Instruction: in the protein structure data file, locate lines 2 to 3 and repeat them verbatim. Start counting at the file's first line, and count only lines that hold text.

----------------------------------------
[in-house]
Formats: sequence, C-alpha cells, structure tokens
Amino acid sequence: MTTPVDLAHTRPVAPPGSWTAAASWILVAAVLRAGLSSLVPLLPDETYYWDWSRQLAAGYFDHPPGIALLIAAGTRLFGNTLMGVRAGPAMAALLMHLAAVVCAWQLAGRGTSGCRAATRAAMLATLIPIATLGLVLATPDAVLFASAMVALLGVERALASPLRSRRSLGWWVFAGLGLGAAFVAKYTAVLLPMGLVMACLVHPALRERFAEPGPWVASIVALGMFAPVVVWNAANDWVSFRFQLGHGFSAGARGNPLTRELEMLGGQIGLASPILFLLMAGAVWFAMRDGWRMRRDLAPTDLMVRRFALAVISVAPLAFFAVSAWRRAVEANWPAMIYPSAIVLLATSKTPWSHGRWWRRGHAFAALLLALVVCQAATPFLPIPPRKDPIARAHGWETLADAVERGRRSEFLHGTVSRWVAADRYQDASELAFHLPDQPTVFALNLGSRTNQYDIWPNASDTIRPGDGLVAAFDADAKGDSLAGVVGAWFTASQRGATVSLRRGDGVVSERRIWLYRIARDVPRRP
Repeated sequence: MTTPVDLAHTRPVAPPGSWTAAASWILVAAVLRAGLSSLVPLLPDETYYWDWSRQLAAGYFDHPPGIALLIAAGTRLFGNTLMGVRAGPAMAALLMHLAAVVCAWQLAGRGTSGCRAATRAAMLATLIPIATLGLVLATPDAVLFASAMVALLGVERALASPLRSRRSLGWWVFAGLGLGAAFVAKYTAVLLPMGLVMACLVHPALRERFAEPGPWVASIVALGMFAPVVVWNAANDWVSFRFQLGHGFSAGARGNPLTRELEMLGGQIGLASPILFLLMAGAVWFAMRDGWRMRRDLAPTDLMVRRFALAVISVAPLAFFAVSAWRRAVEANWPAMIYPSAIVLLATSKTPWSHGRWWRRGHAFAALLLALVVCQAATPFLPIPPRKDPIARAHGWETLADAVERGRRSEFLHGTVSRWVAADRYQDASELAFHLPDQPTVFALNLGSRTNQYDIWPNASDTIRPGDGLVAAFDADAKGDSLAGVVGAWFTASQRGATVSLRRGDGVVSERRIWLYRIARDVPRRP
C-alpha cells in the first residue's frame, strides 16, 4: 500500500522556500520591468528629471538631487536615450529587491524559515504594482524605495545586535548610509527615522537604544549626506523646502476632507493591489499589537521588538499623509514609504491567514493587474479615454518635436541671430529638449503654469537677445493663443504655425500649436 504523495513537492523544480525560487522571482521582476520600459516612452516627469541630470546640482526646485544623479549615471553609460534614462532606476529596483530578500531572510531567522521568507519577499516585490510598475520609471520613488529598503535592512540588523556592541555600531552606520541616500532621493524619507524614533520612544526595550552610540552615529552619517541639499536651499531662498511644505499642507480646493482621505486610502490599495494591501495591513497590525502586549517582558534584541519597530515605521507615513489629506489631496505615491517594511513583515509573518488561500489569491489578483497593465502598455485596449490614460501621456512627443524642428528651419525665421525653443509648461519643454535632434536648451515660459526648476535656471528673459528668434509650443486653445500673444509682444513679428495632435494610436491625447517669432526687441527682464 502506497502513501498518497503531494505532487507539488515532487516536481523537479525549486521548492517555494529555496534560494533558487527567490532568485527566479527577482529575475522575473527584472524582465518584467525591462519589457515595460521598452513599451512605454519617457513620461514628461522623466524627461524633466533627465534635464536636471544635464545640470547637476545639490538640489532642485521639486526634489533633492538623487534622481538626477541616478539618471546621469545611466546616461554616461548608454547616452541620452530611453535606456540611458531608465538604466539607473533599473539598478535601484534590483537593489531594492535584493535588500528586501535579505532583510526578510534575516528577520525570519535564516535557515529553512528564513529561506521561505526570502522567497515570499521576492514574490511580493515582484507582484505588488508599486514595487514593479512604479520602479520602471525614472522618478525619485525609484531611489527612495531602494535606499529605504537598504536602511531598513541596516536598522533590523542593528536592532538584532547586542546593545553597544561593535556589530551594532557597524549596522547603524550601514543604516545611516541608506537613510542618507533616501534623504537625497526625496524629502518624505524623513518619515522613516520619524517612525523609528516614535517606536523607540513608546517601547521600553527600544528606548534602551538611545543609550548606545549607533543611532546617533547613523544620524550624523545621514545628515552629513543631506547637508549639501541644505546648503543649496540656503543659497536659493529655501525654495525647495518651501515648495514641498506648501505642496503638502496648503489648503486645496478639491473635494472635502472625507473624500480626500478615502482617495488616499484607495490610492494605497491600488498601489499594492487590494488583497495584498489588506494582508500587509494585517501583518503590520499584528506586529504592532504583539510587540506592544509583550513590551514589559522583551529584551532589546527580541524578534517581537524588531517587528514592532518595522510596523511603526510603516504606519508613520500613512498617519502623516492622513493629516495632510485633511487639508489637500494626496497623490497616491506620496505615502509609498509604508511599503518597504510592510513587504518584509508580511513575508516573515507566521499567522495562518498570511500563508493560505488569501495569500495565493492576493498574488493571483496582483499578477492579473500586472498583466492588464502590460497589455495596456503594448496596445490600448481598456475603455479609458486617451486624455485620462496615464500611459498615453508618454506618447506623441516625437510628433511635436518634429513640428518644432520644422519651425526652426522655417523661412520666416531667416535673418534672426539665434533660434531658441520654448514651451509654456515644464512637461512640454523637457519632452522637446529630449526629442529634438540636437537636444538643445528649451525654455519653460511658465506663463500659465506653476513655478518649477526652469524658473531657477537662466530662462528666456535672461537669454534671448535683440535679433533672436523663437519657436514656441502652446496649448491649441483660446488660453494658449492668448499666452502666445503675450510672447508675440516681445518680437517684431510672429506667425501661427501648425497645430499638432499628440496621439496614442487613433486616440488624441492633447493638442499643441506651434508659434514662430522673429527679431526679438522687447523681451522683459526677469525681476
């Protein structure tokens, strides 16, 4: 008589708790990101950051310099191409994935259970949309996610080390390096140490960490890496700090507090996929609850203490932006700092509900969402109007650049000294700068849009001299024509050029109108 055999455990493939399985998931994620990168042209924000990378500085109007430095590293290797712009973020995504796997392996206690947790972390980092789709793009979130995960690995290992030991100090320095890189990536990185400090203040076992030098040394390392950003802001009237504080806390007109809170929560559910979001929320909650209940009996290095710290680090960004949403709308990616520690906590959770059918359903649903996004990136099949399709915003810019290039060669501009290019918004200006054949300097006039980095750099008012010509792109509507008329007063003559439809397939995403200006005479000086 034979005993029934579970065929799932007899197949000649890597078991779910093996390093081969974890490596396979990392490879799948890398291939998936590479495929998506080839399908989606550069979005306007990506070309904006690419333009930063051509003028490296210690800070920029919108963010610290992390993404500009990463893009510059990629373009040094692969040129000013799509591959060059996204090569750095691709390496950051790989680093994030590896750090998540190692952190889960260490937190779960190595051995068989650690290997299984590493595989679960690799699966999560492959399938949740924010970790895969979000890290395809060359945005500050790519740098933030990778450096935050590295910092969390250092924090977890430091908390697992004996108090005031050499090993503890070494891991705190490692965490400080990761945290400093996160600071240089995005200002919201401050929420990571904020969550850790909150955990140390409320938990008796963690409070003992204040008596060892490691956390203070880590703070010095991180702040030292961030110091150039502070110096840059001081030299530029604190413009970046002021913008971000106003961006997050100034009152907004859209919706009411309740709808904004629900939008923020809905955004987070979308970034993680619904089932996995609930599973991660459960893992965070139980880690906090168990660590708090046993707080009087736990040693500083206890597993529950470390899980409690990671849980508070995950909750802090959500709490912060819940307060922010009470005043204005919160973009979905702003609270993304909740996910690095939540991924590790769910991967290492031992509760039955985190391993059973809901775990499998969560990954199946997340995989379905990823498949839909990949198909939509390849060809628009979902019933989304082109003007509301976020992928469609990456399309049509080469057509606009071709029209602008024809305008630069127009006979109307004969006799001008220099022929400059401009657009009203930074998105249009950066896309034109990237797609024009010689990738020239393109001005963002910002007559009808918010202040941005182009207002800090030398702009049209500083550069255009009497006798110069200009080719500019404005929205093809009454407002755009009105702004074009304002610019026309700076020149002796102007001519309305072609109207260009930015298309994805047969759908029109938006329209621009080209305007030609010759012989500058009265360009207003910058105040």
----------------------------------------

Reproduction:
Formats: sequence, C-alpha cells, structure tokens
Amino acid sequence: MTTPVDLAHTRPVAPPGSWTAAASWILVAAVLRAGLSSLVPLLPDETYYWDWSRQLAAGYFDHPPGIALLIAAGTRLFGNTLMGVRAGPAMAALLMHLAAVVCAWQLAGRGTSGCRAATRAAMLATLIPIATLGLVLATPDAVLFASAMVALLGVERALASPLRSRRSLGWWVFAGLGLGAAFVAKYTAVLLPMGLVMACLVHPALRERFAEPGPWVASIVALGMFAPVVVWNAANDWVSFRFQLGHGFSAGARGNPLTRELEMLGGQIGLASPILFLLMAGAVWFAMRDGWRMRRDLAPTDLMVRRFALAVISVAPLAFFAVSAWRRAVEANWPAMIYPSAIVLLATSKTPWSHGRWWRRGHAFAALLLALVVCQAATPFLPIPPRKDPIARAHGWETLADAVERGRRSEFLHGTVSRWVAADRYQDASELAFHLPDQPTVFALNLGSRTNQYDIWPNASDTIRPGDGLVAAFDADAKGDSLAGVVGAWFTASQRGATVSLRRGDGVVSERRIWLYRIARDVPRRP